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Michael F. Suhadolnik v. United States of America

June 1, 2011


The opinion of the court was delivered by: Sue E. Myerscough, U.S. District Judge


Thursday, 02 June, 2011 09:46:00 AM Clerk, U.S. District Court, ILCD


The Court now considers Defendant/Counterclaimant United States' Motion for Summary Judgment Against Plaintiff Michael F. Suhadolnik (the "Motion"). For the reasons stated below, the Motion is DENIED IN PART AND ALLOWED IN PART.


The Internal Revenue Code requires an employer to deduct and withhold income and social security taxes from the wages paid to employees. See 26 U.S.C. §§ 3102(a) and 3402(a); see also, Slodov v. United States, 436 U.S. 238, 242-43 (1978). These so-called "trust fund taxes" (a/k/a "withholding taxes"), which include amounts owed under the Federal Insurance Contributions Act (FICA), are for the exclusive use of the United States and are not to be used as working capital for the business or to pay the employer's business expenses, including payroll. 26 U.S.C. §§ 3102(b), 3403, 7501(a); see also United States v. Energy Resources Co., Inc., 495 U.S. 545, 546-47 (1990) (since federal law requires employers to keep these funds in "trust for the United States" pursuant to 26 U.S.C. § 7501(a), the funds are commonly referred to as "trust fund" taxes). Employers are required to report the amount of withheld taxes on a payroll tax return (Form 941). See 26 C.F.R. § 31.6011(a)-4(a)(1). A Form 941 payroll tax return must be filed every calendar quarter and is generally due on the last day of the first month following the quarter. See 26 C.F.R. § 31.6071(a)-1(a). When employers fail to pay trust fund taxes, the United States is deprived of that revenue and incurs an unfunded Social Security and Medicare liability. Therefore, 26 U.S.C. § 6672 provides that: "[a]ny person required to collect, truthfully account for and pay over such tax, . . . shall . . . be liable for a penalty equal to the total amount of the tax evaded, or not collected, or not accounted for and paid over." Id.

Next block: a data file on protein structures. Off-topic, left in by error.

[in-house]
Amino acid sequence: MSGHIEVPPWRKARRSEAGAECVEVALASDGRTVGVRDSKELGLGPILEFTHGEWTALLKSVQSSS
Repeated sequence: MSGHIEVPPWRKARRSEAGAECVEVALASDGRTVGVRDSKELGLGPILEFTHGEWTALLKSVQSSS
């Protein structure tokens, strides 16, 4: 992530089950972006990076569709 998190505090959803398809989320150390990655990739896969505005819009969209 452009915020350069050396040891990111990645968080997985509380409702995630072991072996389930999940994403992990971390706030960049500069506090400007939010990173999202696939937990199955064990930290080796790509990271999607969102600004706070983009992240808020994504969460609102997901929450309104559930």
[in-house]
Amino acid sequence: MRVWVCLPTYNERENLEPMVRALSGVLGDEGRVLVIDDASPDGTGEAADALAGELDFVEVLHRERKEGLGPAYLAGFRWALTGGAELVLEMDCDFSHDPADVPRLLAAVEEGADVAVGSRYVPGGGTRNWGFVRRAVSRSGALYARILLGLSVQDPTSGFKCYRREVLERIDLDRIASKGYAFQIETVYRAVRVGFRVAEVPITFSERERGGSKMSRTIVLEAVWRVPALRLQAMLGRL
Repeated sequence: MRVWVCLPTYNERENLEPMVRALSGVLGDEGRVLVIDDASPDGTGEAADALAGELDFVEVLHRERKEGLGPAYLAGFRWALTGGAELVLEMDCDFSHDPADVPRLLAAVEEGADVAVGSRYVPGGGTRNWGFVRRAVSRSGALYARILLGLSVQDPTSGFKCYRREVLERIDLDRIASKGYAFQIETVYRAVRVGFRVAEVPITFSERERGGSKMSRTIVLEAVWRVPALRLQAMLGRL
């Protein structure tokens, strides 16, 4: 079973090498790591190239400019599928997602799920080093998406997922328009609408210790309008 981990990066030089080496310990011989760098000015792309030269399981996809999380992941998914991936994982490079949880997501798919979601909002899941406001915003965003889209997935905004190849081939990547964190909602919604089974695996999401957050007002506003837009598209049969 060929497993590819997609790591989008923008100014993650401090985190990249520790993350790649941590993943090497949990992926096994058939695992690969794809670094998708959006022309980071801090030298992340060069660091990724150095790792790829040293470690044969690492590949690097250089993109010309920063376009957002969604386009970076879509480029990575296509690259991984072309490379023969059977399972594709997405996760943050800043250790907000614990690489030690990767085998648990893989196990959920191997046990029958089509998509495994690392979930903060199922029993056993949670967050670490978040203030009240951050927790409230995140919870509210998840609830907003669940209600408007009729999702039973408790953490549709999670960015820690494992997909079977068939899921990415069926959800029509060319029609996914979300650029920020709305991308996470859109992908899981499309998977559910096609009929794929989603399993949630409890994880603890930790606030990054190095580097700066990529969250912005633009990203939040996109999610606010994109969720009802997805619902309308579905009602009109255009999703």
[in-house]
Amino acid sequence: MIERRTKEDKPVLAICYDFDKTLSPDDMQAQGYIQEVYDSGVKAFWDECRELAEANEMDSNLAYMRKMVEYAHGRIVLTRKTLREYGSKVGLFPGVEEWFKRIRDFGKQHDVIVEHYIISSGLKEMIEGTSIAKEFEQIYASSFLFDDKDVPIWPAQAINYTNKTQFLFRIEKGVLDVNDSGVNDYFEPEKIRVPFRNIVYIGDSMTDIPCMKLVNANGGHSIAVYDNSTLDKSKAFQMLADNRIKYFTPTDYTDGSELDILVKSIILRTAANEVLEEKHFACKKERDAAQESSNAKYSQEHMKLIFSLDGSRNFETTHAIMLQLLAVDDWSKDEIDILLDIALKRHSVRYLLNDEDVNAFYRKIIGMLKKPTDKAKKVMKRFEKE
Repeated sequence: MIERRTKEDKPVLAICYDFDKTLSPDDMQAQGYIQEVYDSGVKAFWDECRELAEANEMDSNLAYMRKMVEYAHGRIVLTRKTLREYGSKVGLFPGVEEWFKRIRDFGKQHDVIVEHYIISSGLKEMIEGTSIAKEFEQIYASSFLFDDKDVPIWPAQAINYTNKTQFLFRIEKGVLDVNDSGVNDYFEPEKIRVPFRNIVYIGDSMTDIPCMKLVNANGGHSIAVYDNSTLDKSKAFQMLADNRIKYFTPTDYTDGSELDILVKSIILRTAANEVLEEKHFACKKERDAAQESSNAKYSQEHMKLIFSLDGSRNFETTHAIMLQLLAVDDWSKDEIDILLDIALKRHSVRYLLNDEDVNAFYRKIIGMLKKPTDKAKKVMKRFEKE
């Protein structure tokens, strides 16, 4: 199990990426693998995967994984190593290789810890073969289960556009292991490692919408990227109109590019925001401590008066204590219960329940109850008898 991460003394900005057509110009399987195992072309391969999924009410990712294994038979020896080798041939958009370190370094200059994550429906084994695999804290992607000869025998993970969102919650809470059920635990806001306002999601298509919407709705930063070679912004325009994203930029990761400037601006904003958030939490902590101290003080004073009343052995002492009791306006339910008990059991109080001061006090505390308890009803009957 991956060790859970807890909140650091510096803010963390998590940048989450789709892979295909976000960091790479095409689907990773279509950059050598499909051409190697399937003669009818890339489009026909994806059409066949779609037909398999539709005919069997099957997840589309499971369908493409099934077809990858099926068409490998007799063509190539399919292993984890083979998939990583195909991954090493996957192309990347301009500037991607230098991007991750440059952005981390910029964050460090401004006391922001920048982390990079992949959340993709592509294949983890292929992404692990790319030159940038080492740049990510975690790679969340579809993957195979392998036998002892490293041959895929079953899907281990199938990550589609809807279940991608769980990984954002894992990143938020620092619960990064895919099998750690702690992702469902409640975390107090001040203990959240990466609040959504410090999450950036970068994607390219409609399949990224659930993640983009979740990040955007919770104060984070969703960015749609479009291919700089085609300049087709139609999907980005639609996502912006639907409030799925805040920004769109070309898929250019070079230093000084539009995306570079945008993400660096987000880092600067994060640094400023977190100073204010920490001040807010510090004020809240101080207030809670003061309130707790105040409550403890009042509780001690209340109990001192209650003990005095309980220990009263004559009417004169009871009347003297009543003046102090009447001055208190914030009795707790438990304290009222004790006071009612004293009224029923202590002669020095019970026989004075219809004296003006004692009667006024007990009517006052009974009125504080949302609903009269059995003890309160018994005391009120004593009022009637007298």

The United States (the "Government") informed Mr. Suhadolnik that he is liable for trust fund recovery penalties assessed against him as a result of the nonpayment of withholding taxes owed for employees of Mr. Suhadolnik's now defunct company, CX Construction of Central Illinois, Inc. ("CX"). Mr. Suhadolnik responded by suing the Government, arguing that he has no liability and is actually entitled to a $938.96 refund (plus interest and costs) for taxes the Government wrongly collected. The Government counterclaimed against Mr. Suhadolnik and James Yagow (an accountant who formerly worked for CX), pursuant to 26 U.S.C. § 7401. The Government alleged the men were jointly and severally liable for CX's failure to pay trust fund liabilities from July 1, 2005, though December 31, 2007, in the amount of $263,628.71, plus interest.


Mr. Suhadolnik founded Construx Construction of Central Illinois ("Construx") in the late 1970s and grew the company into a business with multiple related corporations, including Crazy Horse Concrete ("Crazy Horse"), CDG Architects ("CDG"), and Superior Walls. Construx experienced a financial decline and went bankrupt. In 2005, Mr. Suhadolnik founded CX and served as its chief executive officer. Due to concern that his personal creditors would interrupt CX's business activities if he was designated as CX's owner, Mr. Suhadolnik made his wife, Maureen Suhadolnik, the owner of CX.